Colloquium - Ahmet Yildiz (UC Berkeley) The Mechanism of Molecular Motors

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Ahmet Yildiz - UC Berkeley
January 24, 2017
4:00PM - 5:00PM
Location
1080 Physics Research Building - Smith Seminar Room - reception at 3:45pm in the Atrium

Date Range
Add to Calendar 2017-01-24 16:00:00 2017-01-24 17:00:00 Colloquium - Ahmet Yildiz (UC Berkeley) The Mechanism of Molecular Motors

The complexity of eukaryotic cells requires intracellular organization, coordination, and locomotion. To overcome these challenges, cells utilize ATP-driven molecular motors, which transport intracellular components unidirectionally along cytoskeletal tracks. Kinesin and cytoplasmic dynein motors facilitate bidirectional transport of a variety of cargos by moving towards the plus- and minus-ends of microtubules, respectively. Detailed mechanistic models exist for kinesin, but the mechanism and regulation of dynein motility are still emerging. We found that dynein walks on a MT through uncoordinated stepping of its two catalytic domains and its mechanism of action differs significantly from the coordinated hand-over-hand stepping of kinesin. Our recent studies present a robust mechanistic model of processivity and force generation that has altered the established views regarding how motors transport intracellular cargos over long distances.

1080 Physics Research Building - Smith Seminar Room - reception at 3:45pm in the Atrium Department of Physics physics@osu.edu America/New_York public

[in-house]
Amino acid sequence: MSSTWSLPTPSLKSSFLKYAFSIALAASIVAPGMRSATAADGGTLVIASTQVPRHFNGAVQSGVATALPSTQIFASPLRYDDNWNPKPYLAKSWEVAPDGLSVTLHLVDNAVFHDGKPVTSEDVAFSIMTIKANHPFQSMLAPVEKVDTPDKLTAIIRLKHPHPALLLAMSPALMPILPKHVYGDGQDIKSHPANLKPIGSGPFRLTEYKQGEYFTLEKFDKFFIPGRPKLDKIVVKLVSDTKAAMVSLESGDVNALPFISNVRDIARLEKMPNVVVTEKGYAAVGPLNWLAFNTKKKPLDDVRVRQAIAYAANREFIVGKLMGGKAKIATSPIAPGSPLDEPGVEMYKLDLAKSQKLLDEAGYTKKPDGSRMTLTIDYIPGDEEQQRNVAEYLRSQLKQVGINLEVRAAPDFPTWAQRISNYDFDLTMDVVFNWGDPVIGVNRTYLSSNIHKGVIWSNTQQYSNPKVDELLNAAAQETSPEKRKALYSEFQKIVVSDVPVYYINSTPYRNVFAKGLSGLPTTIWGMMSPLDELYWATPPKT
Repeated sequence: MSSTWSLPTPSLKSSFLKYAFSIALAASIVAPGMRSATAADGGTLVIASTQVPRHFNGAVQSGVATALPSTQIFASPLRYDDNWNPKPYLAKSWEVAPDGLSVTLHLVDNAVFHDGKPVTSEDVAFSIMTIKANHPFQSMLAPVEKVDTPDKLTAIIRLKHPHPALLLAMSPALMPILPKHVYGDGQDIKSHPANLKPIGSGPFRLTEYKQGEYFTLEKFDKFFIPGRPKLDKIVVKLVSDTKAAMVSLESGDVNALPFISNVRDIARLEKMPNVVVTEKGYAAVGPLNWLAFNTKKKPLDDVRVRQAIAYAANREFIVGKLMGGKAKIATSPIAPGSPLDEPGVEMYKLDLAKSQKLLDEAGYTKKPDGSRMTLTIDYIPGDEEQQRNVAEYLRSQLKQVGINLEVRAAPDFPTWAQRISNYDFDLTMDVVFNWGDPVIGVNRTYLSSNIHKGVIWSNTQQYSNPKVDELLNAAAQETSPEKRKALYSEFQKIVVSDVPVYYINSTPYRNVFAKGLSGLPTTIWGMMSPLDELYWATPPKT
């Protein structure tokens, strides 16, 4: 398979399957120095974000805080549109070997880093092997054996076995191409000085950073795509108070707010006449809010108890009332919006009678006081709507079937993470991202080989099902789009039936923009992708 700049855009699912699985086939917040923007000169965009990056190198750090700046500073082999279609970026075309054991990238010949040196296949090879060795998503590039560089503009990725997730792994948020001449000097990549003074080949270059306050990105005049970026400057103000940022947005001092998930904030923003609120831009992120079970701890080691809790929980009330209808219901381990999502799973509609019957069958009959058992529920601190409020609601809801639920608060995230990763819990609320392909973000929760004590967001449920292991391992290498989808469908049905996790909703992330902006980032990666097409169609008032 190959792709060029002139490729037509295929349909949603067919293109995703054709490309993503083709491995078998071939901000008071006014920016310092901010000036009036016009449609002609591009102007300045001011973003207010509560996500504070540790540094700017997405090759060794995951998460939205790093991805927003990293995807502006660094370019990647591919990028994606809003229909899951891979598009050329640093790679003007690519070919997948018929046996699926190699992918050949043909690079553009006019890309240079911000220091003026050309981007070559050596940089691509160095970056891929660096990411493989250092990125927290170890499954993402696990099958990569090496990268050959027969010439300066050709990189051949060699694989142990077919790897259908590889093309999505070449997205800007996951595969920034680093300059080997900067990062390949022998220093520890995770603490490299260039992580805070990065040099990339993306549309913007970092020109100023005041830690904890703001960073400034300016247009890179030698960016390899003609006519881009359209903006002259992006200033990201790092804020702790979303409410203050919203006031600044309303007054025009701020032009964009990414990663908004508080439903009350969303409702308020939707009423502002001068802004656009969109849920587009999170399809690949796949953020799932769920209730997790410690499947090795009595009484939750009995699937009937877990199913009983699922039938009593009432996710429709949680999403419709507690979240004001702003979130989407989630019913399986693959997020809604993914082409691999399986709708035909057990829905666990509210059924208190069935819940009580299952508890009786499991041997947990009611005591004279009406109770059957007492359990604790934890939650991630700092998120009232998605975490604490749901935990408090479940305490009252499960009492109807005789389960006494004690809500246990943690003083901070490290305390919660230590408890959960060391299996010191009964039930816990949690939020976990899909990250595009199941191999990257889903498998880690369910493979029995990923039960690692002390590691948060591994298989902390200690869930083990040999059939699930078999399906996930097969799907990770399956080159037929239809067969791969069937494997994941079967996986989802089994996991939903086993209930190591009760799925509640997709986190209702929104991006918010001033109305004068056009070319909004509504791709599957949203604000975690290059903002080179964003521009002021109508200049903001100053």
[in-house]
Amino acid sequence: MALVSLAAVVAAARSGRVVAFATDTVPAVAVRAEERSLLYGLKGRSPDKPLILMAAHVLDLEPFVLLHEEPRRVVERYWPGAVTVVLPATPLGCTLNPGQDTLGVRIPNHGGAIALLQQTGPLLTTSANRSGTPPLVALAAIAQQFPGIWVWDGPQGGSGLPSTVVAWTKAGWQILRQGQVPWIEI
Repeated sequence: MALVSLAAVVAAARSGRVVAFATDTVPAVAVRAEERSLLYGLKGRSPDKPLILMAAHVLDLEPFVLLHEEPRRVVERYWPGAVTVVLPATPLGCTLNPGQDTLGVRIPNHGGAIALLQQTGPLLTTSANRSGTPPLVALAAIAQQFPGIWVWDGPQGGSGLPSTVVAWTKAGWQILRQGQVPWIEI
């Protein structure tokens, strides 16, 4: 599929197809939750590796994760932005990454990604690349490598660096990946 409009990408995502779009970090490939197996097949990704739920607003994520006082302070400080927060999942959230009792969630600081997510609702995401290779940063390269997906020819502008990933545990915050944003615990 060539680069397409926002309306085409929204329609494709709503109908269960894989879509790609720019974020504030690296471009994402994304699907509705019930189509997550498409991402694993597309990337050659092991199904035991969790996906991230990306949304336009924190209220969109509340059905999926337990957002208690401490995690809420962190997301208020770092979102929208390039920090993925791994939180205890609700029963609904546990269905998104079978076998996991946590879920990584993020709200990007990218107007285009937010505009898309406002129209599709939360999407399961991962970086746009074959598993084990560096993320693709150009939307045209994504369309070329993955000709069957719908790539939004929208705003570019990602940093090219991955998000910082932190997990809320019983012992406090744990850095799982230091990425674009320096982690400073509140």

Description

The complexity of eukaryotic cells requires intracellular organization, coordination, and locomotion. To overcome these challenges, cells utilize ATP-driven molecular motors, which transport intracellular components unidirectionally along cytoskeletal tracks. Kinesin and cytoplasmic dynein motors facilitate bidirectional transport of a variety of cargos by moving towards the plus- and minus-ends of microtubules, respectively. Detailed mechanistic models exist for kinesin, but the mechanism and regulation of dynein motility are still emerging. We found that dynein walks on a MT through uncoordinated stepping of its two catalytic domains and its mechanism of action differs significantly from the coordinated hand-over-hand stepping of kinesin. Our recent studies present a robust mechanistic model of processivity and force generation that has altered the established views regarding how motors transport intracellular cargos over long distances.